The Sufficiency and Necessity of Scripture

The sufficiency of Scripture means that Scripture contained all the words of God he intended his people to have at each stage of redemptive history, and that it now contains all the words of God we need for salvation, for trusting him perfectly, and for obeying him perfectly.

The necessity of Scripture means that the Bible is necessary for knowing the gospel, for maintaining spiritual life, and for knowing God’s will, but it is not necessary for knowing that God exists or for knowing something about God’s character and moral laws. -Wayne Grudem

These doctrines should not be hard to put together. If the Bible is truly the word of God, and if it is authoritative and sufficient for all life and godliness (2 Peter 1:3), then the Bible is necessary for the life of the Christian. When we read in 2 Timothy 3 that Scripture has been inspired by God and is useful for teaching, rebuke, correction and training in righteousness that the man of God might be equipped for every  good work, we are reading Paul’s view of the sufficiency of Scripture. While the Bible doesn’t have a specific chapter and verse answer to every question we might ask, the Bible does provide everything we need for life and godliness. So, while the Bible might not tell you what job to get, it does tell you to work hard, as to please the Lord. While the Bible may not tell you to get up early, it does tell you not to be lazy. While the Bible might not tell us how we are to sing in church, it does tell us we are to sing psalms, hymns and spiritual songs.

If the Bible is sufficient, it only follows that it would be necessary for the Christian. We know that nature provides a testimony about God (Romans 1:18-20; Psalm 19:1-7), and we know that the moral law is present within the conscience of man (Romans 2:14-15), but we also know that those areas of testimony are not the gospel. The gospel (the good news of the kingdom of God coming in the person and work of Jesus Christ) is contained in the pages of Scripture.

How then will they call on him in whom they have not believed? And how are they to believe in him of whom they have never heard? And how are they to hear without someone preaching? And how are they to preach unless they are sent? As it is written, “How beautiful are the feet of those who preach the good news!” But they have not all obeyed the gospel. For Isaiah says, “Lord, who has believed what he has heard from us?” So faith comes from hearing, and hearing through the word of Christ. (Romans 10:14-17 ESV)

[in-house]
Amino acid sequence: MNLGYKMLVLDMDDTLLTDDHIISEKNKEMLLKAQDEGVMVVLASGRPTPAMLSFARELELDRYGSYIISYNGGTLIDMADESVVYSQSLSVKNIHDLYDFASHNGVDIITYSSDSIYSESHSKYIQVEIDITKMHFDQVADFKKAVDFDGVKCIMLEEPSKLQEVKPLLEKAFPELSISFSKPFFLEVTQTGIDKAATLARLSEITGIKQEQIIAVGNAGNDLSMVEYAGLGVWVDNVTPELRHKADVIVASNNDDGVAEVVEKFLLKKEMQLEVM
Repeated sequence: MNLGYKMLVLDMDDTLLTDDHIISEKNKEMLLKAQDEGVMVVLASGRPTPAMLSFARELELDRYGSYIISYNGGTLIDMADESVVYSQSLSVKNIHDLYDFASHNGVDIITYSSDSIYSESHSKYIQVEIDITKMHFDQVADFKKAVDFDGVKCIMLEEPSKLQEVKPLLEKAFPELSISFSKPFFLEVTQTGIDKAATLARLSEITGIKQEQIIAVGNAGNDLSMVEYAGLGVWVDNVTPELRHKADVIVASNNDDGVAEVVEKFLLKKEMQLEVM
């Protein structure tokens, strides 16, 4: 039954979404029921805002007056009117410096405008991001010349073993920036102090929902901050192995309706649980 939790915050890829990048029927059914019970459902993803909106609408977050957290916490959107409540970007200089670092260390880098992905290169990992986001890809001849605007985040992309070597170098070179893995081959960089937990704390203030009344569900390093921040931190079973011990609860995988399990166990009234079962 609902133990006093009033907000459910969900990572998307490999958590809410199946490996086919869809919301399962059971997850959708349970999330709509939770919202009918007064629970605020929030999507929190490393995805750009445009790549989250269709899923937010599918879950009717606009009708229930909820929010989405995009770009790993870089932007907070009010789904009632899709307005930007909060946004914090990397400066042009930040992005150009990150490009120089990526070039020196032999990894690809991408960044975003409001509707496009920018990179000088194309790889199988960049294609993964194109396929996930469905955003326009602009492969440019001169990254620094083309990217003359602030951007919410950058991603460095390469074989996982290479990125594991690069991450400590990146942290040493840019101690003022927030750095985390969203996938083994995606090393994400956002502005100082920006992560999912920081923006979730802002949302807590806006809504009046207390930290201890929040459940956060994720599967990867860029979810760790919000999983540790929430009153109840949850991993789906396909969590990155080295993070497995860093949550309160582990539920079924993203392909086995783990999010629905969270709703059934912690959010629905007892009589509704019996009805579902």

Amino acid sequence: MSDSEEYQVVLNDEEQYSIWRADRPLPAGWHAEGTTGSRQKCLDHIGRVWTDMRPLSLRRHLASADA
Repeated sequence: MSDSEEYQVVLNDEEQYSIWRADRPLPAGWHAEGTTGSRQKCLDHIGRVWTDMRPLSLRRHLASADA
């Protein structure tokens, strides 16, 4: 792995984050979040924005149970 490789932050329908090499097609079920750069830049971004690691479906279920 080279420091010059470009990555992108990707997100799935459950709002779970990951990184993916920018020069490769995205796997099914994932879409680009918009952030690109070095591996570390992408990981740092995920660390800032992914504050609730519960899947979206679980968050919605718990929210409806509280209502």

But as for you, continue in what you have learned and have firmly believed, knowing from whom you learned it and how from childhood you have been acquainted with the sacred writings, which are able to make you wise for salvation through faith in Christ Jesus. (2 Timothy 3:14-15 ESV)

The Bible is sufficient. There is a reason why the reformers held to Sola Scriptura and there is a reason why we hold to it as well:

  • We reaffirm the inerrant Scripture to be the sole source of written divine revelation, which alone can bind the conscience. The Bible alone teaches all that is necessary for our salvation from sin and is the standard by which all Christian behavior must be measured.
  • We deny that any creed, council or individual may bind a Christian’s conscience, that the Holy Spirit speaks independently of or contrary to what is set forth in the Bible, or that personal spiritual experience can ever be a vehicle of revelation.

Thanks be to God for his inspired, authoritative, clear, sufficient, necessary word.


One thought on “The Sufficiency and Necessity of Scripture

  1. Here’s how I see it. I don’t see how the Apostles could have been practicing Sola Scriptura before the New Testament was complete. If they weren’t, and there was no indication that there would be a transition when they died, then Sola Scriptura becomes self-refuting.


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